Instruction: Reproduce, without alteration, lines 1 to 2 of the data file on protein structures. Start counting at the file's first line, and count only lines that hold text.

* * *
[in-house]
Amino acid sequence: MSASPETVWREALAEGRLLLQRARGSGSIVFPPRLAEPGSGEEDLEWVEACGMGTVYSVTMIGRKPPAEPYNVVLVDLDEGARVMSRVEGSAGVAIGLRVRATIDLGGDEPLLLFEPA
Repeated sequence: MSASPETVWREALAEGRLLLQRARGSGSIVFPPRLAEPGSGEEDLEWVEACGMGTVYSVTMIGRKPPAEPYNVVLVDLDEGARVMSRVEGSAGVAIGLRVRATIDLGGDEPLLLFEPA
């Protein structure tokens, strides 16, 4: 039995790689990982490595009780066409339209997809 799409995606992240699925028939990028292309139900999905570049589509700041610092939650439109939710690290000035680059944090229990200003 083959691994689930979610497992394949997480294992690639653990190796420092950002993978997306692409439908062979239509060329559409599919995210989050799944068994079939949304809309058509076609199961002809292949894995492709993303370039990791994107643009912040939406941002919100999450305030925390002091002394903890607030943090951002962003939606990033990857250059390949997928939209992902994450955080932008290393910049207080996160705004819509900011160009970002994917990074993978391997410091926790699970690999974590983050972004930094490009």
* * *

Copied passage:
[in-house]
Amino acid sequence: MSASPETVWREALAEGRLLLQRARGSGSIVFPPRLAEPGSGEEDLEWVEACGMGTVYSVTMIGRKPPAEPYNVVLVDLDEGARVMSRVEGSAGVAIGLRVRATIDLGGDEPLLLFEPA